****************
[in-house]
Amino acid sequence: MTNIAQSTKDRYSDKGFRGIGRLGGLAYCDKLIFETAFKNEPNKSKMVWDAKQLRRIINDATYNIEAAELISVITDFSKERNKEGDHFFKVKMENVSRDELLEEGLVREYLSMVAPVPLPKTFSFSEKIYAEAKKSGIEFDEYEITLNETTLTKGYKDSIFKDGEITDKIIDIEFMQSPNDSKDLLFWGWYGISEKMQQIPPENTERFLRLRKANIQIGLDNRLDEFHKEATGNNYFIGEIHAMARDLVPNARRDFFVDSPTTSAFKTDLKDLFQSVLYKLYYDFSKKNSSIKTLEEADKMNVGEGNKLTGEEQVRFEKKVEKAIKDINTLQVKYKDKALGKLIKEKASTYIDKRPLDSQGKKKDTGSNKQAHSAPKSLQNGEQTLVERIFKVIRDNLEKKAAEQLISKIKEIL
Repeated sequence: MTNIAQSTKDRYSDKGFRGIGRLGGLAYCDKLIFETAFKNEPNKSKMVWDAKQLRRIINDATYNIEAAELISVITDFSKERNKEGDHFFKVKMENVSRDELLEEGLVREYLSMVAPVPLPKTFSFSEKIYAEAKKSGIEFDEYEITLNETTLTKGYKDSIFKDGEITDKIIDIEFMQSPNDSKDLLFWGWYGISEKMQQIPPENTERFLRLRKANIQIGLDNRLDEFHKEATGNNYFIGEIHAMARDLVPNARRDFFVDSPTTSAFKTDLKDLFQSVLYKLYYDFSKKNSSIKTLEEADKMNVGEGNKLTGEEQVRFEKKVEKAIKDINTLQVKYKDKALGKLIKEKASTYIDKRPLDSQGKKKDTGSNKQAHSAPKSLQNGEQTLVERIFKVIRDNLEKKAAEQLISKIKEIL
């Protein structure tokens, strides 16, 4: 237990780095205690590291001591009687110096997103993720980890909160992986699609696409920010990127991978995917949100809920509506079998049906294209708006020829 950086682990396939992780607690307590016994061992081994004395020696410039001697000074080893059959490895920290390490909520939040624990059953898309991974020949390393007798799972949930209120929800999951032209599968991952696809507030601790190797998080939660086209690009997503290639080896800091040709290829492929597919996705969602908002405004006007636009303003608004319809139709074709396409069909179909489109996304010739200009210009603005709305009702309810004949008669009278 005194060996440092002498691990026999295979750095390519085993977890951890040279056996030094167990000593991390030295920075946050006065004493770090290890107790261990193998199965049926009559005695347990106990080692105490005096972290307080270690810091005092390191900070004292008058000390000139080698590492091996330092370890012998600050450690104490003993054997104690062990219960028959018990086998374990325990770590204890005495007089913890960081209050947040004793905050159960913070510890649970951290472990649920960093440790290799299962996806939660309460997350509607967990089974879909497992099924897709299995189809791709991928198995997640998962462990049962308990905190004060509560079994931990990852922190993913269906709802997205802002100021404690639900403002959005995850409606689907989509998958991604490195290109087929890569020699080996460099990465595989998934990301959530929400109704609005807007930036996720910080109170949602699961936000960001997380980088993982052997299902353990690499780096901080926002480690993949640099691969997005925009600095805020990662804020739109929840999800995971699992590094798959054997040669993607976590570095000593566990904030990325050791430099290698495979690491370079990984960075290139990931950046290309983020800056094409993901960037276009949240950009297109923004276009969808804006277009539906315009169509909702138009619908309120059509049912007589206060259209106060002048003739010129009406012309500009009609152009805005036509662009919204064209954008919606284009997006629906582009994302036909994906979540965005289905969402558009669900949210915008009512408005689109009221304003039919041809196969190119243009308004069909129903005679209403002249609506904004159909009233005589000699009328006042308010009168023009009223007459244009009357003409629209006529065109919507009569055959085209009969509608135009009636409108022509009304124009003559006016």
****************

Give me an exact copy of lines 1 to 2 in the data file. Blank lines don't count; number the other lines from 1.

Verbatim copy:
[in-house]
Amino acid sequence: MTNIAQSTKDRYSDKGFRGIGRLGGLAYCDKLIFETAFKNEPNKSKMVWDAKQLRRIINDATYNIEAAELISVITDFSKERNKEGDHFFKVKMENVSRDELLEEGLVREYLSMVAPVPLPKTFSFSEKIYAEAKKSGIEFDEYEITLNETTLTKGYKDSIFKDGEITDKIIDIEFMQSPNDSKDLLFWGWYGISEKMQQIPPENTERFLRLRKANIQIGLDNRLDEFHKEATGNNYFIGEIHAMARDLVPNARRDFFVDSPTTSAFKTDLKDLFQSVLYKLYYDFSKKNSSIKTLEEADKMNVGEGNKLTGEEQVRFEKKVEKAIKDINTLQVKYKDKALGKLIKEKASTYIDKRPLDSQGKKKDTGSNKQAHSAPKSLQNGEQTLVERIFKVIRDNLEKKAAEQLISKIKEIL